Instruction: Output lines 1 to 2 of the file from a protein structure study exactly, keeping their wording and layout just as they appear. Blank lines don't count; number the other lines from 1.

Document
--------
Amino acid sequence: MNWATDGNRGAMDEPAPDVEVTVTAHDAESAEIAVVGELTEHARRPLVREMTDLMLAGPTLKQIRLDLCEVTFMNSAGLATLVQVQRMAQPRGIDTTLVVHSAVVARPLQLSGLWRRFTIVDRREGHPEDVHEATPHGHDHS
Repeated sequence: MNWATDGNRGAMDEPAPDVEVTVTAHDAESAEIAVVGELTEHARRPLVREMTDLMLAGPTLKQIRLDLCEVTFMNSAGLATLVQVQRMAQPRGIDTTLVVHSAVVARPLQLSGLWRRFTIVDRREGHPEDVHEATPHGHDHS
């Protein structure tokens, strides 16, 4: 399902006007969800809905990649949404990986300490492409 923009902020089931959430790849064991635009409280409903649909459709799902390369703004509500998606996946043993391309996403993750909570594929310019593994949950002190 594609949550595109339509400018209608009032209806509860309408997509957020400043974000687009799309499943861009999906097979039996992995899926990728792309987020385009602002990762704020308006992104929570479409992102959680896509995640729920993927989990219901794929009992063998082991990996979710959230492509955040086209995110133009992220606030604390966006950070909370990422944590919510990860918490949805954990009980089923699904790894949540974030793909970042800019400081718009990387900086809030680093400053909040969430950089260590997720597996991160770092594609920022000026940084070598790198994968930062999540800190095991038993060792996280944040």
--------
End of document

Amino acid sequence: MNWATDGNRGAMDEPAPDVEVTVTAHDAESAEIAVVGELTEHARRPLVREMTDLMLAGPTLKQIRLDLCEVTFMNSAGLATLVQVQRMAQPRGIDTTLVVHSAVVARPLQLSGLWRRFTIVDRREGHPEDVHEATPHGHDHS
Repeated sequence: MNWATDGNRGAMDEPAPDVEVTVTAHDAESAEIAVVGELTEHARRPLVREMTDLMLAGPTLKQIRLDLCEVTFMNSAGLATLVQVQRMAQPRGIDTTLVVHSAVVARPLQLSGLWRRFTIVDRREGHPEDVHEATPHGHDHS